Why did the USA invade Iraq?
by Sabastian Plappert
WEALTH INEQUALITY IN THE UNITED STATES SINCE 1913:
EVIDENCE FROM CAPITALIZED INCOME TAX DATA*
Emmanuel Saez and Gabriel Zucman
This paper combines income tax returns with macroeconomic household
balance sheets to estimate the distribution of wealth in the United States
since 1913. We estimate wealth by capitalizing the incomes reported by indi-
vidual taxpayers, accounting for assets that do not generate taxable income. We
successfully test our capitalization method in three micro datasets where we
can observe both income and wealth: the Survey of Consumer Finance, linked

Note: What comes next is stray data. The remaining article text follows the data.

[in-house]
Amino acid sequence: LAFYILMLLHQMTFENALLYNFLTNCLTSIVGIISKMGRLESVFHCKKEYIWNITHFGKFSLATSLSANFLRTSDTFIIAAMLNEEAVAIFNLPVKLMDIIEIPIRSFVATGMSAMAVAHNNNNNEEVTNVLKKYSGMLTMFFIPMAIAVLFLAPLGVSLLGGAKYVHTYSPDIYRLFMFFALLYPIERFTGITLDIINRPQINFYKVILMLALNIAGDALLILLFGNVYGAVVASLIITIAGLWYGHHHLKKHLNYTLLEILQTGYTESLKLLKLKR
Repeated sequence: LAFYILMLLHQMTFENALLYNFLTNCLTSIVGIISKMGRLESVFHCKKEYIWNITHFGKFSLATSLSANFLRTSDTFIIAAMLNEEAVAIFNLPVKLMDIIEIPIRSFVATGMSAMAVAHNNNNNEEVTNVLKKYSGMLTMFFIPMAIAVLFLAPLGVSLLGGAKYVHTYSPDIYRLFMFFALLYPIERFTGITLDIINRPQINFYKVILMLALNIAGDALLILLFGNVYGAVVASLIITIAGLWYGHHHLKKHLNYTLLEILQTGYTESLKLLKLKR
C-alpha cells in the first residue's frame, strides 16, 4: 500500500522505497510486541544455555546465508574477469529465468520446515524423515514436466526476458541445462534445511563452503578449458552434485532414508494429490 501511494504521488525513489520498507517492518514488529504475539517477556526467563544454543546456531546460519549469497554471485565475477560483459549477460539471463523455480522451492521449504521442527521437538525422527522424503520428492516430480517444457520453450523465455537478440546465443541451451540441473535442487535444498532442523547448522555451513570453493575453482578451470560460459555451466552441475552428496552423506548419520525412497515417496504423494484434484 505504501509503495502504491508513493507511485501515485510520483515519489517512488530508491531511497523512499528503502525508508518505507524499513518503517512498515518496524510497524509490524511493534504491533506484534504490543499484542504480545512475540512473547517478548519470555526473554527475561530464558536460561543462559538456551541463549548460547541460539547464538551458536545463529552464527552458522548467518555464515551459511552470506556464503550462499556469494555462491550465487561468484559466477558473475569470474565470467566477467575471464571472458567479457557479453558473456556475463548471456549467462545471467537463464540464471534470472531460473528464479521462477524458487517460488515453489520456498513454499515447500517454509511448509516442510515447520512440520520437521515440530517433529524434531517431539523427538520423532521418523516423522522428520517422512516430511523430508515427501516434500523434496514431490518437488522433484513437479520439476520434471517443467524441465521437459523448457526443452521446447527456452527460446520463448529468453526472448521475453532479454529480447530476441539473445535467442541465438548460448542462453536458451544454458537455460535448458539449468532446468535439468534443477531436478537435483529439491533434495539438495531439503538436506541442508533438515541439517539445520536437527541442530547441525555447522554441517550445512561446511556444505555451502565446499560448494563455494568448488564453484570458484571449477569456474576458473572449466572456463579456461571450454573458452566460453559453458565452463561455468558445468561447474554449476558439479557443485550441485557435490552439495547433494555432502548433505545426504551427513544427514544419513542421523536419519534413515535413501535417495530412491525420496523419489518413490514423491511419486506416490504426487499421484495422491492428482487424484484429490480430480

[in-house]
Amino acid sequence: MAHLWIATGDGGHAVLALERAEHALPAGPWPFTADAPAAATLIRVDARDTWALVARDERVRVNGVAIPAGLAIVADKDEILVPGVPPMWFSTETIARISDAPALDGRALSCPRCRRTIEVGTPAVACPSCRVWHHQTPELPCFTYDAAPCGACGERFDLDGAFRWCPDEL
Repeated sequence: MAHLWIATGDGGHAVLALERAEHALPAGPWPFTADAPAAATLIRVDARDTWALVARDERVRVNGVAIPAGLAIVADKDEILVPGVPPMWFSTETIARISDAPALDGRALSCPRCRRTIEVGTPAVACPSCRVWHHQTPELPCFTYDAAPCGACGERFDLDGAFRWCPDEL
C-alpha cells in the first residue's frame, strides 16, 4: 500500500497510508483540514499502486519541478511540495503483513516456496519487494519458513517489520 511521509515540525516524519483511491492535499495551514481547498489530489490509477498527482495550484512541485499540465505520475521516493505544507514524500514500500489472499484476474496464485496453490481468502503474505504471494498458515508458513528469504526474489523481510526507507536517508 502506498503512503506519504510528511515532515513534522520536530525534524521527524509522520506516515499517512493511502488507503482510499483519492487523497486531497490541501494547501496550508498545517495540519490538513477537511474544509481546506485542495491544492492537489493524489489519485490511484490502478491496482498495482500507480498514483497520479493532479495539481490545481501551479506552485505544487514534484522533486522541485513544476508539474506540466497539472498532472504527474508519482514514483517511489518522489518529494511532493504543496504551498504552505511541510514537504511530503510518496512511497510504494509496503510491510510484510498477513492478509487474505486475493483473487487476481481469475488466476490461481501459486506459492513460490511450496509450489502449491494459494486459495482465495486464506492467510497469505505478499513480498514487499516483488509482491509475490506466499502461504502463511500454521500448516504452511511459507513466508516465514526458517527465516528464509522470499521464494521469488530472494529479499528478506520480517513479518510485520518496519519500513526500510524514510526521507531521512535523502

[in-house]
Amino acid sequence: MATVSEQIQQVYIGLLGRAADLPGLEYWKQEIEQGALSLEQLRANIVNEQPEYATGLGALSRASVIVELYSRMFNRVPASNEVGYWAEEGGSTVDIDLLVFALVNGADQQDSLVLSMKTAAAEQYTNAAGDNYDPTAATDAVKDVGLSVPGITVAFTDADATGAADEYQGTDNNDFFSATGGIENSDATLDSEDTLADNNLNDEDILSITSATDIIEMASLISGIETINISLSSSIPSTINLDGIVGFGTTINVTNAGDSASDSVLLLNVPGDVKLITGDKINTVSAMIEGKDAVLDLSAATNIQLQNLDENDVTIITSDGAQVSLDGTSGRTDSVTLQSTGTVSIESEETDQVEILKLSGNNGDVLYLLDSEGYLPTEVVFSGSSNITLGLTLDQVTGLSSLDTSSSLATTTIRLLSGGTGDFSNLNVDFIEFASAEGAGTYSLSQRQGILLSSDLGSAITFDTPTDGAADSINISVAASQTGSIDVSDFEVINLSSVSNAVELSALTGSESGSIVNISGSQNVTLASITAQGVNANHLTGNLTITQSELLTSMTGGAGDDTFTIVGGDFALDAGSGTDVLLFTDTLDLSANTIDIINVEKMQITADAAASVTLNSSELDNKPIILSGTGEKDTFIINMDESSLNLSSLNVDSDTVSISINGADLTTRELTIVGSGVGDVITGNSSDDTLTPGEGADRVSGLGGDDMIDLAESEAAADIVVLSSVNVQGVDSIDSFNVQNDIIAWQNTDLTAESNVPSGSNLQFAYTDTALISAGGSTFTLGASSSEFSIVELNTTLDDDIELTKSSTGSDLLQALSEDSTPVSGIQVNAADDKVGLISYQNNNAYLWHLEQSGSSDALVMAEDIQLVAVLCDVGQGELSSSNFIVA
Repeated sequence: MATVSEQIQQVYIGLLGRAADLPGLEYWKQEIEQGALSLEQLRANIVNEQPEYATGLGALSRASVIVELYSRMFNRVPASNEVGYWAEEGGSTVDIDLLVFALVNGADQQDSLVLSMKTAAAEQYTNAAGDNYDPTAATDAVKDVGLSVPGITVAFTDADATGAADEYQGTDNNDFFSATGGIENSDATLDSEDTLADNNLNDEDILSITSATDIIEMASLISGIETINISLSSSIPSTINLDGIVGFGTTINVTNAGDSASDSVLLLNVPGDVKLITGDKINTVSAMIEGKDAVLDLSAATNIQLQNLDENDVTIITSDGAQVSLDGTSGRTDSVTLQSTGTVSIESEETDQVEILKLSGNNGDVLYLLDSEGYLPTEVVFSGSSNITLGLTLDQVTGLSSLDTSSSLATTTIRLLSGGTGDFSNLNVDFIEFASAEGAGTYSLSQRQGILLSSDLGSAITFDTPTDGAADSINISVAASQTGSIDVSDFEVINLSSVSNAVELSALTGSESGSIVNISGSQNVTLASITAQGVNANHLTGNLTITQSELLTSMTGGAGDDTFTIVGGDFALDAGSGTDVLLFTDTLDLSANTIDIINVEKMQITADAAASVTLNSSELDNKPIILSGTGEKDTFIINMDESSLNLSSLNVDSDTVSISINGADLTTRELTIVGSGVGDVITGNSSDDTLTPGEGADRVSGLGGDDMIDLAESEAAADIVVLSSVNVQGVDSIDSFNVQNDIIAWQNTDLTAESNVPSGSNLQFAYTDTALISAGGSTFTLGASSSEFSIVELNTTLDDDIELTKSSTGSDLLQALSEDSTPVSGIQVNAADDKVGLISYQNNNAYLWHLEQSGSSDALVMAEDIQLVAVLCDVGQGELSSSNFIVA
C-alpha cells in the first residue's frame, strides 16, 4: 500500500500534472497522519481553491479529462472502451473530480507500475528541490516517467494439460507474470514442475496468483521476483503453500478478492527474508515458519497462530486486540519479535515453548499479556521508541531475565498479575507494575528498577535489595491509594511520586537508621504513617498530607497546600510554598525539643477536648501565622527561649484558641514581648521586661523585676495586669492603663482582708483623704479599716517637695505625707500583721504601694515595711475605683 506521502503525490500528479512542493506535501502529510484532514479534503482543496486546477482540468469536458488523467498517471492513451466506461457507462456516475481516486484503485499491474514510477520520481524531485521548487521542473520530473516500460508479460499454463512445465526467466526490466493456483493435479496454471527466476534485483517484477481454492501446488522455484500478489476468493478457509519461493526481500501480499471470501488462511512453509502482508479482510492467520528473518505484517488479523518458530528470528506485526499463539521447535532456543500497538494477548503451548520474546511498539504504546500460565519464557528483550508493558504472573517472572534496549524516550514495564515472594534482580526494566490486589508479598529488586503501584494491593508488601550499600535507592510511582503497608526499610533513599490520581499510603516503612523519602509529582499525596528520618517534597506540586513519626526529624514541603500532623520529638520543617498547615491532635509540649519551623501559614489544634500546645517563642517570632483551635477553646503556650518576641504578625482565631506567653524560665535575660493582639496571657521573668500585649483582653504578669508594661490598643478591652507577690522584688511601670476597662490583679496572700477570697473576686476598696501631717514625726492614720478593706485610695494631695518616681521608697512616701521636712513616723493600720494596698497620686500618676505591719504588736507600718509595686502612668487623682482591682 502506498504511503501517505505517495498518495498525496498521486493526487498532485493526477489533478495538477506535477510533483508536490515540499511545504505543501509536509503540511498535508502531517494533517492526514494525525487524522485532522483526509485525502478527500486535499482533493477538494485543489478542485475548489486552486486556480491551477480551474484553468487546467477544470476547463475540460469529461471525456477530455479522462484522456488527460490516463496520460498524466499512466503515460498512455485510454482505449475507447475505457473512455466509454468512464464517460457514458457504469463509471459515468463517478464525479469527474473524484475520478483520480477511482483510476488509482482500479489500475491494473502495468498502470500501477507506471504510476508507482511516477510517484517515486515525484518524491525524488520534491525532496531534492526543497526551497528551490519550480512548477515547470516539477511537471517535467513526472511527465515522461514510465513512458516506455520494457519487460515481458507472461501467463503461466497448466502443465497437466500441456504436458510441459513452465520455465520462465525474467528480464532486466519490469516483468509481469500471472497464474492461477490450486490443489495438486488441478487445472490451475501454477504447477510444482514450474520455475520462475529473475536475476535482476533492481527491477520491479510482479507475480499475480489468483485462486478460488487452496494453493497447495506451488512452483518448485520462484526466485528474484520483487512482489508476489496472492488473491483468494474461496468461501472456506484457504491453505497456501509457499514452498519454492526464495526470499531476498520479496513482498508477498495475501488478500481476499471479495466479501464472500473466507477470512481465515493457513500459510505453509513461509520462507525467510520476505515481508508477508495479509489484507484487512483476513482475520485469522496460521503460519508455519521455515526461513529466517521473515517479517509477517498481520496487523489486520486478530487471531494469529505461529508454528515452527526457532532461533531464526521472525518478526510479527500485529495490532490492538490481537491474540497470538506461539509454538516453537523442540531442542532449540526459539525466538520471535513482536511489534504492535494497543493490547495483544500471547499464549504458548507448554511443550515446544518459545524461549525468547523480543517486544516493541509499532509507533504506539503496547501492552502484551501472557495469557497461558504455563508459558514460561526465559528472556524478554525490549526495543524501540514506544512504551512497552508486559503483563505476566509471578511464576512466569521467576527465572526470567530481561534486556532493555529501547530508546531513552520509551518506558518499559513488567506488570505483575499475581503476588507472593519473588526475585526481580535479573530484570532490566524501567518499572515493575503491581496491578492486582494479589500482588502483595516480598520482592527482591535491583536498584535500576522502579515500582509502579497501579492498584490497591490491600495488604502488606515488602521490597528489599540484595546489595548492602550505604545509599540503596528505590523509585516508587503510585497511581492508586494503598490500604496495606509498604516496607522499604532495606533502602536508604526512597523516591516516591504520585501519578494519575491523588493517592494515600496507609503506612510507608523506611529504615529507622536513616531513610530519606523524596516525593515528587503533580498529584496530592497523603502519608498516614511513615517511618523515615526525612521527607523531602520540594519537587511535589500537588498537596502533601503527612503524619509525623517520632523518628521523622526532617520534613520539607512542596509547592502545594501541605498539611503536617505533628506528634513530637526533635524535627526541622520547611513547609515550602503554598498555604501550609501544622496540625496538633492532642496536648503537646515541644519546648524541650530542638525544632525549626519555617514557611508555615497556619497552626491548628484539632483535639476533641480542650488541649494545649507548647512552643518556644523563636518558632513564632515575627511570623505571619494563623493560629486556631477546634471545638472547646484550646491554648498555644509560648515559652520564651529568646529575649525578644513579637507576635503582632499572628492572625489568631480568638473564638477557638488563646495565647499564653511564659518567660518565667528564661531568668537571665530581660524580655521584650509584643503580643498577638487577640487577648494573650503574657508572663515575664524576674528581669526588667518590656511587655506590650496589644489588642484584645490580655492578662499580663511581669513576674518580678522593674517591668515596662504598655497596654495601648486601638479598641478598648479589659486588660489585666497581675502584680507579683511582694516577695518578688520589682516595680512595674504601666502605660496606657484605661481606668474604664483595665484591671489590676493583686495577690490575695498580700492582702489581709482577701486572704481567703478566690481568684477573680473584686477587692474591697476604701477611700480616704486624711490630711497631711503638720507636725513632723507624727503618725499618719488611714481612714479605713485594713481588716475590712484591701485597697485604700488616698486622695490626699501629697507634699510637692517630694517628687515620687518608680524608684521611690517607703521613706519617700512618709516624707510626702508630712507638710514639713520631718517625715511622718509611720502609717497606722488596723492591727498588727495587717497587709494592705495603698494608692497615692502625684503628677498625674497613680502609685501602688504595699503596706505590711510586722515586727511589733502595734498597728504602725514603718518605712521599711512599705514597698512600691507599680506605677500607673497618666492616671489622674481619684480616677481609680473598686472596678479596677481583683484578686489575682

estate and income tax returns, and foundations' tax records. We find that
wealth concentration was high in the beginning of the twentieth century, fell
from 1929 to 1978, and has continuously increased since then. The top 0.1%
wealth share has risen from 7% in 1978 to 22% in 2012, a level almost as high
as in 1929. Top wealth-holders are younger today than in the 1960s and earn a
higher fraction of the economy's labor income. The bottom 90% wealth share
first increased up to the mid-1980s and then steadily declined. The increase in
wealth inequality in recent decades is due to the upsurge of top incomes com-
bined with an increase in saving rate inequality.
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